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Evidence Suggests That Book Tower Might, Finally, Renovate

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The Book Tower in downtown Detroit is one of the last great skyscrapers that has avoided both demo and reno. It is adjoined by the Book Building, a shorter Italian Renaissance-style companion. With the Book-Cadillac Hotel renovated a few years ago, the Broderick Tower now apartments, and the David Whitney building on the way towards hotel/residences, are the Book owners now spurred to develop it? The building is owned by AKNO Enterprises of Vancouver, British Columbia, who bought it after the previous owners filed for bankruptcy in 2009.

At one point, ANKO racked up a $87,000 unpaid utility bill, forcing DTE Energy to shut off electricity to the skyscraper, which quickly lost all tenants (including the bar Bookies) after that. The firm also owed nearly $20,000 in past-due water bills. Back in 2009, a Detroit City Council group announced a contract with the Book's owners to turn the complex into 260 eco-friendly residences and retail. But construction never started.

However, Curbed has obtained a document dated June 25, 2013 that might indicated a change is coming. The Owners listed in the document, ANKO Enterprises Michigan Book Tower LLC, have filed papers with the city seeking a tax abatement for renovating a distressed property. They want to establish what is called an Obsolete Property Rehabilitation District, and attached a document that outlines a renovation plan.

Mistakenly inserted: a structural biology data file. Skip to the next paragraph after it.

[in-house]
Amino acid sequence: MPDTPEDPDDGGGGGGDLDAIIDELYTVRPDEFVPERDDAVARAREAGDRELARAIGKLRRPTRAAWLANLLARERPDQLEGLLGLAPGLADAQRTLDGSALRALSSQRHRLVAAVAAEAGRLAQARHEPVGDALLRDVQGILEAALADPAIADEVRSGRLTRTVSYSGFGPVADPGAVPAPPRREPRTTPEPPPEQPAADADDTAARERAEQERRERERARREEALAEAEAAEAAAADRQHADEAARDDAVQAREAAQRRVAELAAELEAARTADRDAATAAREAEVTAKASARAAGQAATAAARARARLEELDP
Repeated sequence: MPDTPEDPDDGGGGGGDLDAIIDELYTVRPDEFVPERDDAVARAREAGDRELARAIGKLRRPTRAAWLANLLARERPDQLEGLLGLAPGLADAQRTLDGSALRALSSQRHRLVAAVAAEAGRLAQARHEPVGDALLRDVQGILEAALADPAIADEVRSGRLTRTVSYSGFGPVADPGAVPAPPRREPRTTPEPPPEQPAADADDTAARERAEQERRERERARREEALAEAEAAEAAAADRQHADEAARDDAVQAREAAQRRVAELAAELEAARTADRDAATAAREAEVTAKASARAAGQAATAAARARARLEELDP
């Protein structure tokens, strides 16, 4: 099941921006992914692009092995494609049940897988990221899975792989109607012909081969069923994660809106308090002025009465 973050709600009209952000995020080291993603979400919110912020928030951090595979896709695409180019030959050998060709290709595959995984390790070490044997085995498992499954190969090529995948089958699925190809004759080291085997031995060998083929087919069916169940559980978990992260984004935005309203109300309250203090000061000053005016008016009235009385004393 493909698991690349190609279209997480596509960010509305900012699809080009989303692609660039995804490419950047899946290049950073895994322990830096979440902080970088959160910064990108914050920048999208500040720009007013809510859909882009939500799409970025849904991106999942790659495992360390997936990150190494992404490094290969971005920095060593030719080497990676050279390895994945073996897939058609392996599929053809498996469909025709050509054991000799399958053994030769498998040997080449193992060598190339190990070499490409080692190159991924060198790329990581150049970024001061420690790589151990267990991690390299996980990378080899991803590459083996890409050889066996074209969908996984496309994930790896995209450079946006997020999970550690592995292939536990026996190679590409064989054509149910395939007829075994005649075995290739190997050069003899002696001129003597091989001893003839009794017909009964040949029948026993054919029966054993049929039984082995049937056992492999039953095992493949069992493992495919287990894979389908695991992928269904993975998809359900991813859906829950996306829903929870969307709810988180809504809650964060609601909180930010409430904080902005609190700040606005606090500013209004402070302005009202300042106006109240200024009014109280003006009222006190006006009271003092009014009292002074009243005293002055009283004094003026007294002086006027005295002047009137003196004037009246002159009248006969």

The renovation plan document dates back to September 2012, with an update written in April 2013. The plans are for the Book Tower, the Book Building, and the adjoining two-story building to the south. The renovation described includes apartments for floors 4-36 and retail and commercial space for the basement floor up to the third. The document explains that declining demand for office space forced the building to close, but an adaptive reuse project to turn it into apartments will bring it back to life.

The Book brothers (J. Burgess Jr., Herbert, and Frank) had the Book Building designed by Louis Kamper; it opened in 1917 as a 13-story Italian Renaissance office building. Adjacent to that, the more impressive 36-story Book Tower, also a Kamper, opened in 1926.

If ANKO gets the plans rolling, this will be huge. At this point, we have no idea if they have the money for this venture. Anyone know more? Our tipline is open.
· What is Going On In This Image of The Book Tower? [Curbed Detroit]
· Book Tower and Book Building [Historic Detroit]